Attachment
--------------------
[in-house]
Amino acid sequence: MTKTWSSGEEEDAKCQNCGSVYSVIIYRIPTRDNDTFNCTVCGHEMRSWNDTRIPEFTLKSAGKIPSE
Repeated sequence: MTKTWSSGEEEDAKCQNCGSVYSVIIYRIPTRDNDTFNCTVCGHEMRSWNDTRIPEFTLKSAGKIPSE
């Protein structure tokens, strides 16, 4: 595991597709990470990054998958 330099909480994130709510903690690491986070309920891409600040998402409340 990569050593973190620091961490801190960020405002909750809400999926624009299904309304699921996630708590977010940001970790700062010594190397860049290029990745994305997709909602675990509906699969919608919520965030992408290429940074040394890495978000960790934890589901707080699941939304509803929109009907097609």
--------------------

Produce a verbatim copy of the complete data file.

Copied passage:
[in-house]
Amino acid sequence: MTKTWSSGEEEDAKCQNCGSVYSVIIYRIPTRDNDTFNCTVCGHEMRSWNDTRIPEFTLKSAGKIPSE
Repeated sequence: MTKTWSSGEEEDAKCQNCGSVYSVIIYRIPTRDNDTFNCTVCGHEMRSWNDTRIPEFTLKSAGKIPSE
């Protein structure tokens, strides 16, 4: 595991597709990470990054998958 330099909480994130709510903690690491986070309920891409600040998402409340 990569050593973190620091961490801190960020405002909750809400999926624009299904309304699921996630708590977010940001970790700062010594190397860049290029990745994305997709909602675990509906699969919608919520965030992408290429940074040394890495978000960790934890589901707080699941939304509803929109009907097609």